Change is also occurring even in areas where traditional models still apply. Recently, well-known rapper Eminem, won a court case in which it was found that music downloads from iTunes are licenses and not sales. The distinction is important for those creators who do not own the copyright in the sound recordings they perform in. This is because in most “older” recording agreements labels pay royalties from sales and royalties from licenses. Royalties from sales are traditionally lower than those from Licenses. The distinction may mean earnings worth many more millions of dollars for larger selling artists. You can read an article about this here.

This distinction though may be a short lived victory given the downhill path that download revenues are taking as a result of the meteoric rise of subscription and streaming services, which essentially means lower royalties for creators (streaming a track cost less than downloading it).

Distribution & Publishing

Notwithstanding their greater independence today, creators do still require the expertise of others. Nominating the right distributor and publisher may be key to gaining effective access to markets and ensuing revenue streams. Reaching the most popular online retail stores does usually require a digital distributor, and ensuring proper management of uses and revenue from collecting societies does require an experienced music publisher.

When a creator nominates a distributor or a publisher he is in fact giving a share of his earnings to an entity that should have the required experience, legal acumen and organizational skills to ensure a proper dealing with his creative properties. Sadly, this is not always the case. It is thus always recommended, when granting distribution and publishing rights, to do so for a limited period of time. This will ensure that in the long run, if one is unhappy with a distributor or a publisher, one can always move elsewhere.

Pushing Borders

The “long tail”, a term well known to independent musicians in connection with revenues emanating in the digital distribution arena, is also relevant today to other revenue streams such as collecting society income and income from sync licenses. For this reason, creators are for forced to constantly diversify their “work portfolio” to sometimes unchartered waters. Pushing borders means exciting times for the independent creators. After all, isn’t that what art is all about?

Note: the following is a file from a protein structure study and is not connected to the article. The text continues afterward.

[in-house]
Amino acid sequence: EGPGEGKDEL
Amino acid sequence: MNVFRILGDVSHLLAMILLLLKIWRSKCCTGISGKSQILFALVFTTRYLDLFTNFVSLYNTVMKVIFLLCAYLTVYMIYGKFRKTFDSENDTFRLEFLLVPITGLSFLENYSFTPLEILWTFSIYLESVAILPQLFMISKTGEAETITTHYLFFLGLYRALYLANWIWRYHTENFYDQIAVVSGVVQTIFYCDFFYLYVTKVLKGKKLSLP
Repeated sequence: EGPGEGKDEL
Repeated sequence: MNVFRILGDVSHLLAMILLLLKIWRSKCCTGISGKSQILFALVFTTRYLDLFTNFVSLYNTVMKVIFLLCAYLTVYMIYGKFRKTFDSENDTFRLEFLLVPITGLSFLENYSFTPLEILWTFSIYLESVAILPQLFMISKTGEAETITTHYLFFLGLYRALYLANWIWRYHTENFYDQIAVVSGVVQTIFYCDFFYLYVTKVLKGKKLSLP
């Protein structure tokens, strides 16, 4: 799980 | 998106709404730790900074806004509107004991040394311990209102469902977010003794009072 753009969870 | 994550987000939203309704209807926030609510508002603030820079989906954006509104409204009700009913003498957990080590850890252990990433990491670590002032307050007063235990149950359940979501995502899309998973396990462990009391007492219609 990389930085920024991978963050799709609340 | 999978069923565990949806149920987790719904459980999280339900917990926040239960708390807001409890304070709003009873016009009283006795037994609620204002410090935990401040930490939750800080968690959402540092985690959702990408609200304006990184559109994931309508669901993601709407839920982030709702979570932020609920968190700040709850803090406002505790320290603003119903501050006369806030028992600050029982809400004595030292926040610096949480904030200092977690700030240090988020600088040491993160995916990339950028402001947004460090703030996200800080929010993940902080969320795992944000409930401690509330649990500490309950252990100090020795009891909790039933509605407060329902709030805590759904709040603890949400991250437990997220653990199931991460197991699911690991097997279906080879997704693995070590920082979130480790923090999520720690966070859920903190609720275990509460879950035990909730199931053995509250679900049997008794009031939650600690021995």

Reality though means not only a shifting in the structure of a creator’s activities but also in the ensuing revenue streams. Greater freedom, coupled with technological advances and a more accessible and communicative world means greater collaboration, exploration and potential exposure for creators in places and cultures which were impossible to reach in the past. In terms of revenue streams this diversity also means a greater need for effective management of creative properties, a skill which creators do not always have or do not want to have. But this though, we shall have to leave for another post…

 

 

 

Rights Clearance Basics For Creators

An article written by Eldar Manor and published on the IndiEarth Blog:

Creators setting out in the audio-visual industries may spend endless hours in pursuit of their creative desires. They may write songs, record them, create video clips and do other amazing things, but understanding some of the basic legal rights that make up their creations are sometimes overlooked.

Complexity of Rights Involved in the Content Creation Process

When a song is written or recorded, complex multi-layered intangible properties are created. Multi-layered, because there are rights in every aspect of a creative property:  In the song, in the performance, in the sound recording, in the visuals and in the graphics. Such rights can be bought, sold, licensed and otherwise dealt with in ways similar to tangible properties such as a house or a car. The ability of content owners to deal in such creative properties (rights) without hindrance may depend on how such rights are dealt with during the content creation process.

Usually, the creative process involves the input of more than one creator. Thus a song may have been written or arranged by more than one person, a recording may include session performers not forming part of the “band” recording a particular album or it may include a sample from another recording owned by others, the script of the video clip for a song may have been written by a hired writer and the album’s cover graphics may have been created by an external graphic designer.

The complexity of rights involved making up creative properties means that those who create and aspire to own such properties, need to legally deal with the creation of such rights in an orderly way so as to ensure that the creative property they want to end up with is actually one that can be licensed, sold or otherwise dealt with without undesired obstacles. An owner of a sound recording wishing to license that sound recording for various uses, will need to ensure that he is not only owner of that sound recording, but that he also has all the necessary permissions from other rights owners whose creative properties are included in such a recording, be it owners of samples used or of performers whose performances are included therein.